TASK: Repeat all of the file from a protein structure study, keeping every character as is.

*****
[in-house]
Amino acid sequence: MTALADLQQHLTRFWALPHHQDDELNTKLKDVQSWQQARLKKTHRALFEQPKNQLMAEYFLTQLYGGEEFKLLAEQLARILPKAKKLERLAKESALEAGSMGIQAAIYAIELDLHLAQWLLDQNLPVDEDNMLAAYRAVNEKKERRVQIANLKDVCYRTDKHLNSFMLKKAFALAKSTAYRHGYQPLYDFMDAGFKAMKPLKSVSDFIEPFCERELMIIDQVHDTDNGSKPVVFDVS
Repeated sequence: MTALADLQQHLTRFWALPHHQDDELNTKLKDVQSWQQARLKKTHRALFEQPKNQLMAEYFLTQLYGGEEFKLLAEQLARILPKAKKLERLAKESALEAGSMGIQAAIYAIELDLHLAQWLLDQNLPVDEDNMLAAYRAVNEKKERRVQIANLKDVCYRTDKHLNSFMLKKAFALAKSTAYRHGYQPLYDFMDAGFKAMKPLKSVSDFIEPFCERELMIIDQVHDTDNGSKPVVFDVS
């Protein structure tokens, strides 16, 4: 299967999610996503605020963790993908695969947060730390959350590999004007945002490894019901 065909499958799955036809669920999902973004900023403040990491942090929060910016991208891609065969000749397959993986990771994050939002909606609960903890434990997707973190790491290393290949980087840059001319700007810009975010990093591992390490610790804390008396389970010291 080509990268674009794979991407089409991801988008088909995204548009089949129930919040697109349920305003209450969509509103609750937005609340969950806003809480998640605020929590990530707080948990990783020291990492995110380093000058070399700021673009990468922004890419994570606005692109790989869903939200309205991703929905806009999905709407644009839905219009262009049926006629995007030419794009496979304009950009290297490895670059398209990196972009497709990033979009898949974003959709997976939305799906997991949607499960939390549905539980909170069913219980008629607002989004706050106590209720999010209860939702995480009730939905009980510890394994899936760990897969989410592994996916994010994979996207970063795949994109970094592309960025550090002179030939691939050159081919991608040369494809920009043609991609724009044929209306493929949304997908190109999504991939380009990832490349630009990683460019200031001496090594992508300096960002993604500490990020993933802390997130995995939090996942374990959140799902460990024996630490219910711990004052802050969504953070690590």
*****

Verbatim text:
[in-house]
Amino acid sequence: MTALADLQQHLTRFWALPHHQDDELNTKLKDVQSWQQARLKKTHRALFEQPKNQLMAEYFLTQLYGGEEFKLLAEQLARILPKAKKLERLAKESALEAGSMGIQAAIYAIELDLHLAQWLLDQNLPVDEDNMLAAYRAVNEKKERRVQIANLKDVCYRTDKHLNSFMLKKAFALAKSTAYRHGYQPLYDFMDAGFKAMKPLKSVSDFIEPFCERELMIIDQVHDTDNGSKPVVFDVS
Repeated sequence: MTALADLQQHLTRFWALPHHQDDELNTKLKDVQSWQQARLKKTHRALFEQPKNQLMAEYFLTQLYGGEEFKLLAEQLARILPKAKKLERLAKESALEAGSMGIQAAIYAIELDLHLAQWLLDQNLPVDEDNMLAAYRAVNEKKERRVQIANLKDVCYRTDKHLNSFMLKKAFALAKSTAYRHGYQPLYDFMDAGFKAMKPLKSVSDFIEPFCERELMIIDQVHDTDNGSKPVVFDVS
């Protein structure tokens, strides 16, 4: 299967999610996503605020963790993908695969947060730390959350590999004007945002490894019901 065909499958799955036809669920999902973004900023403040990491942090929060910016991208891609065969000749397959993986990771994050939002909606609960903890434990997707973190790491290393290949980087840059001319700007810009975010990093591992390490610790804390008396389970010291 080509990268674009794979991407089409991801988008088909995204548009089949129930919040697109349920305003209450969509509103609750937005609340969950806003809480998640605020929590990530707080948990990783020291990492995110380093000058070399700021673009990468922004890419994570606005692109790989869903939200309205991703929905806009999905709407644009839905219009262009049926006629995007030419794009496979304009950009290297490895670059398209990196972009497709990033979009898949974003959709997976939305799906997991949607499960939390549905539980909170069913219980008629607002989004706050106590209720999010209860939702995480009730939905009980510890394994899936760990897969989410592994996916994010994979996207970063795949994109970094592309960025550090002179030939691939050159081919991608040369494809920009043609991609724009044929209306493929949304997908190109999504991939380009990832490349630009990683460019200031001496090594992508300096960002993604500490990020993933802390997130995995939090996942374990959140799902460990024996630490219910711990004052802050969504953070690590």